EST 330 Notes for Monday April 24th 2006

EST 330 Notes for Monday April 24th 2006 - EST 330 Notes:...

Info iconThis preview shows pages 1–2. Sign up to view the full content.

View Full Document Right Arrow Icon
EST 330 Notes: Monday April 24, 2006: Flash Floods: -Cause more deaths but less economic damage than riverine floods -Fast onset, short duration from minutes to hours -Often occur without warning due to intense localized rains (thunderstorms) -Usually produce a debris flow (trees, structures, other debris act like a bulldozer) -Occur in mountain streams (no flood plains), narrow canyons, and caves -The absorption capabilities of the ground is very important -Southwestern States: they occur in dry rocky river beds called anoyos -Flash floods can travel several miles per hour, usually faster than people can run -Can result from the failure of a dam or an ice-jam release -Potential of a Flash Flood Exist anywhere there is: 1. Step terrain 2. High runoff rate (poor absorption) 3. Streams existing in narrow canyons 4. High occurrence of thunderstorms -Thunderstorms are the primary source of flash floods -Logging and fires increase the chance of flash floods by removing the capability to hold soil down and cause absorption rates to lower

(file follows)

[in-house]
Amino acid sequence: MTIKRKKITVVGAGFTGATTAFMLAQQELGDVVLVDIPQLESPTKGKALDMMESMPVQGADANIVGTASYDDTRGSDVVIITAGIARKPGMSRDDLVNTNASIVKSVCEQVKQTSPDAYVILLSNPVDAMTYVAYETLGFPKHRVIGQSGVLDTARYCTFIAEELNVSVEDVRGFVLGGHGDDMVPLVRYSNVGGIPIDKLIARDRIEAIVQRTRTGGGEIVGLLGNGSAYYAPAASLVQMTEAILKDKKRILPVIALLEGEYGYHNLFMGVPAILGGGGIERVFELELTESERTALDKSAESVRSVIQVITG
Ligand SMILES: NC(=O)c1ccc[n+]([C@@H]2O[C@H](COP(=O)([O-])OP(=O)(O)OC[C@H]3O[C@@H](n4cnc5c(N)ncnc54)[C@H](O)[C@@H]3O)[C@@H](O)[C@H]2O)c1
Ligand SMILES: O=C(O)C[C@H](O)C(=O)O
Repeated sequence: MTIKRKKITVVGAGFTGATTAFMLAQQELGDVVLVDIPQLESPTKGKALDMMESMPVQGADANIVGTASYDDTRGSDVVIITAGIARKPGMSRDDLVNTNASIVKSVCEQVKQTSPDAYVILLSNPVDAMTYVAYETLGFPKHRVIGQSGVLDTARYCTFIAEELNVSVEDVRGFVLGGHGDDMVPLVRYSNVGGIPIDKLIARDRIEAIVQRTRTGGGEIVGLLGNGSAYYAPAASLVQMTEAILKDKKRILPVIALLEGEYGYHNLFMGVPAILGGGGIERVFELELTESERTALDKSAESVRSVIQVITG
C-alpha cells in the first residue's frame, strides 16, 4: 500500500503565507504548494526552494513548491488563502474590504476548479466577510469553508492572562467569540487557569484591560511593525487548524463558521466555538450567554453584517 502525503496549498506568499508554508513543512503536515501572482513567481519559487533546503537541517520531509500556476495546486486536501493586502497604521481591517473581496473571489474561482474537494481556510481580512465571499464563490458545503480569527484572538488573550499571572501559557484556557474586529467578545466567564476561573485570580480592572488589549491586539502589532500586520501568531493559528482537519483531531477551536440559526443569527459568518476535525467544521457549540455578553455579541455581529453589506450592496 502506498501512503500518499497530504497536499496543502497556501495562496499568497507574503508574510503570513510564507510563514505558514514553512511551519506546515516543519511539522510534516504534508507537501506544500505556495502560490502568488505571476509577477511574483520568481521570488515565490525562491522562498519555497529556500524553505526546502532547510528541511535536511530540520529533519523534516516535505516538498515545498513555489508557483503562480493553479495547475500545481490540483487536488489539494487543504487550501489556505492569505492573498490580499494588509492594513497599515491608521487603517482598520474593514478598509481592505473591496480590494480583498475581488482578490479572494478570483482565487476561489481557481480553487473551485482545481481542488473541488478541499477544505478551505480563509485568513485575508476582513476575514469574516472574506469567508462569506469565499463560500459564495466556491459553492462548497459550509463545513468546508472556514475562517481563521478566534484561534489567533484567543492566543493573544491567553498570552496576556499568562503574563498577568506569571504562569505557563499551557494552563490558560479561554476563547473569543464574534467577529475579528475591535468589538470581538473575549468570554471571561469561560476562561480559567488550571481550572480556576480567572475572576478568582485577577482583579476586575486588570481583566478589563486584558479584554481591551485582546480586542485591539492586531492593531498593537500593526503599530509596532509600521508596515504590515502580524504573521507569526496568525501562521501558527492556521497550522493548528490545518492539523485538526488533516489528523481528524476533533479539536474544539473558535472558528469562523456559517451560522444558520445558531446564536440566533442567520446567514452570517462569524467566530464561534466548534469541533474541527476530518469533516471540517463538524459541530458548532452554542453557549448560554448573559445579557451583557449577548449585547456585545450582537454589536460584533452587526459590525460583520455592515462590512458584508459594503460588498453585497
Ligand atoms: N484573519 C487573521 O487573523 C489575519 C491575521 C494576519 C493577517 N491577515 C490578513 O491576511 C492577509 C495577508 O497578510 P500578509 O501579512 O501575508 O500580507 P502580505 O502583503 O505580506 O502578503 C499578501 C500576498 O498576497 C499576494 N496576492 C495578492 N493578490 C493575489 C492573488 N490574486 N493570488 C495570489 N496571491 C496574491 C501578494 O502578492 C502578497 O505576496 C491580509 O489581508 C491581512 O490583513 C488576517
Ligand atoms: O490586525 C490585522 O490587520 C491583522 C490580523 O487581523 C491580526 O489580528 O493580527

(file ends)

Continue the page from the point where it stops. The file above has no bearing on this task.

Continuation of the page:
Background image of page 1

Info iconThis preview has intentionally blurred sections. Sign up to view the full version.

View Full DocumentRight Arrow Icon
Image of page 2
This is the end of the preview. Sign up to access the rest of the document.

This note was uploaded on 03/16/2010 for the course EST 330 taught by Professor Paulsiegel during the Fall '09 term at SUNY Stony Brook.

Page1 / 2

EST 330 Notes for Monday April 24th 2006 - EST 330 Notes:...

This preview shows document pages 1 - 2. Sign up to view the full document.

View Full Document Right Arrow Icon
Ask a homework question - tutors are online